Characterization of the major histocompatibility complex class II DOB, DPB1, and DQB1 alleles in cynomolgus macaques of Vietnamese origin
Major histocompatibility complex (MHC) molecules play an important role in the susceptibility and/or resistance to many diseases. To gain an insight into the MHC background and to facilitate the experimental use of cynomolgus macaques, the second exon of the MhcMafa-DOB, -DPB1, and -DQB1 genes from 143 cynomolgus macaques were characterized by cloning to sequencing. A total of 16 Mafa-DOB, 16 Mafa-DPB1, and 34 Mafa-DQB1 alleles were identified, which revealed limited, moderate, and marked allelic polymorphism at DOB, DPB1, and DQB1, respectively, in a cohort of cynomolgus macaques of Vietnamese origin. In addition, 16 Mafa-DOB, 5 Mafa-DPB1, and 8 Mafa-DQB1 alleles represented novel sequences that had not been reported in earlier studies. Almost of the sequences detected at the DOB and DQB1 locus in the present study belonged to DOB*01 (100%) and DQB1*06 (62%) lineages, respectively. Interestingly, four, three, and one high-frequency alleles were detected at Mafa-DOB, -DPB1, and -DQB1, respectively, in this monkeys. The alleles with the highest frequency among these monkeys were Mafa-DOB*010102, Mafa-DPB1*13, and Mafa-DQB1*0616, and these were found in 33 (25.6%) of 129 monkeys, 32 (31.37%) of 102 monkeys, and 30 (31%) of 143 monkeys, respectively. The high-frequency alleles may represent high priority targets for additional characterization of immune function. We also carried out evolutionary and population analyses using these sequences to reveal population-specific alleles. This information will not only promote the understanding of MHC diversity and polymorphism in the cynomolgus macaque but will also increase the value of this species as a model for biomedical research.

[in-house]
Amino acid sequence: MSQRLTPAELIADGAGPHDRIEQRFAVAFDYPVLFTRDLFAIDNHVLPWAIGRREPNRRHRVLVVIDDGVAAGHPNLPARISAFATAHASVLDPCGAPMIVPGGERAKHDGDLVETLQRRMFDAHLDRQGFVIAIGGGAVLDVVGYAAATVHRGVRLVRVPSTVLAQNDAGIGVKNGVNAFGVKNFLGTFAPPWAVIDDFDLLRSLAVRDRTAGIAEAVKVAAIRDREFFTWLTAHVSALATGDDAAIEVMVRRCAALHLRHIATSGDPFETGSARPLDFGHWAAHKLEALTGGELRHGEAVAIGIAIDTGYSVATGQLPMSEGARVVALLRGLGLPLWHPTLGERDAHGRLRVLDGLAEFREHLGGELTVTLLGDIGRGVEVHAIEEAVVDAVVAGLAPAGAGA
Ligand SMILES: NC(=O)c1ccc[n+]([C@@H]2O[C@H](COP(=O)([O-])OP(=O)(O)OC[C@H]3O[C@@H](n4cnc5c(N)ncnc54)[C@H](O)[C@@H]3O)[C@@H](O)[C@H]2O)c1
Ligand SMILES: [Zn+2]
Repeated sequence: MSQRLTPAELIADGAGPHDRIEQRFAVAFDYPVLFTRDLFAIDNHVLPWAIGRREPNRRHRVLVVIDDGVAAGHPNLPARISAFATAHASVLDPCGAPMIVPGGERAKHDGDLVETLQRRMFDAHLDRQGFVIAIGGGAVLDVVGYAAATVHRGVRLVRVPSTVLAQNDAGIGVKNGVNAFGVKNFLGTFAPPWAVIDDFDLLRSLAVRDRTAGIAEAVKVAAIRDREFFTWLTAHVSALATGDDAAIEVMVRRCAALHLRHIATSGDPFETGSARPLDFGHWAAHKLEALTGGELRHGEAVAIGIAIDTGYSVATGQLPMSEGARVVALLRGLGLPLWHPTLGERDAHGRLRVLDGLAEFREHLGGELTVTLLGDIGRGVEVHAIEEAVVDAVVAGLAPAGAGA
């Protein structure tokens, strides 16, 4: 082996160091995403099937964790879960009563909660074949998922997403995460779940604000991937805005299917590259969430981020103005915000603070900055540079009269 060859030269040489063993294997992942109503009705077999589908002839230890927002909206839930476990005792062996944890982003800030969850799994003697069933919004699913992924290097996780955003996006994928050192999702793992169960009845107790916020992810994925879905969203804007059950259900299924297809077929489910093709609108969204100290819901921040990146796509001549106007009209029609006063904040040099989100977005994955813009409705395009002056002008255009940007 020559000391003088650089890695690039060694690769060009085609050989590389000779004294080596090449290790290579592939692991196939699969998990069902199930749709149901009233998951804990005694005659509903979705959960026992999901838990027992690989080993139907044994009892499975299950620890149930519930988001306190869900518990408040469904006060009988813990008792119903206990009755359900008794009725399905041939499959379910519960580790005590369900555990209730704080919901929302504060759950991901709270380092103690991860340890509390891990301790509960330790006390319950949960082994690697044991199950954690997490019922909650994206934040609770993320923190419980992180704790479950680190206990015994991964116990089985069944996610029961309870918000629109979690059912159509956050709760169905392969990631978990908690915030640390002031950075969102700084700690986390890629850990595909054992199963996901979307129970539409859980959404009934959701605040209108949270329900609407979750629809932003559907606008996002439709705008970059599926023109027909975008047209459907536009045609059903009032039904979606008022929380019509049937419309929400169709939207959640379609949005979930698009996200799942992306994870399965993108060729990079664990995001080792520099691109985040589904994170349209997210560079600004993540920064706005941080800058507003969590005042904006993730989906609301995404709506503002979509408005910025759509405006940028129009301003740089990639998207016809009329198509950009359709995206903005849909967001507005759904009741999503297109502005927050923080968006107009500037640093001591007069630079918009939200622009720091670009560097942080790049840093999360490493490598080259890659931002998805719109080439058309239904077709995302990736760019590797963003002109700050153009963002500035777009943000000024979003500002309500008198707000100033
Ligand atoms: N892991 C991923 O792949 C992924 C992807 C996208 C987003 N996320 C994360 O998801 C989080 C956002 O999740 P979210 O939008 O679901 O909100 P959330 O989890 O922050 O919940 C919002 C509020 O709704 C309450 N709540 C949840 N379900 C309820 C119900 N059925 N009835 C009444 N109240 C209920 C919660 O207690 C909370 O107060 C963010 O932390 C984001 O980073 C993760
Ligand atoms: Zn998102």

KeywordsHigh frequency Major histocompatibility complex class II Macaca fascicularis
Rhesus macaques have been used as animal models for various human diseases for a long time. With the 1978 ban on exportation of Rhesus macaques from India, researchers have become increasingly interested in an alternative macaque, the cynomolgus macaque, which has a shorter breeding cycle, a docile personality, and requires lower dosages of drugs. The cynomolgus macaque (Macaca fascicularis), also known as the crab-eating monkey or long-tailed macaque, is used mainly in animal models of diabetes, renal transplantation, virological research, SARS, tuberculosis, studies of the pathogenesis of simian immunodeficiency virus (SIV), and pharmacodynamic evaluation (O'Sullivan et al. 1997; Menninger et al. 2002; McAuliffe et al. 2004; Reed et al. 2009). Owing to the need for reliable data on experimental drug reactions provided by animal models, researchers have focused on genes of the immune system of cynomolgus monkeys, in particular, the genes of the major histocompatibility complex (MHC). Molecules of MHC class I and II play an important role in immune regulatory processes by presenting peptides of intracellular or extracellular origin to CD8+ or CD4+ T cells, respectively.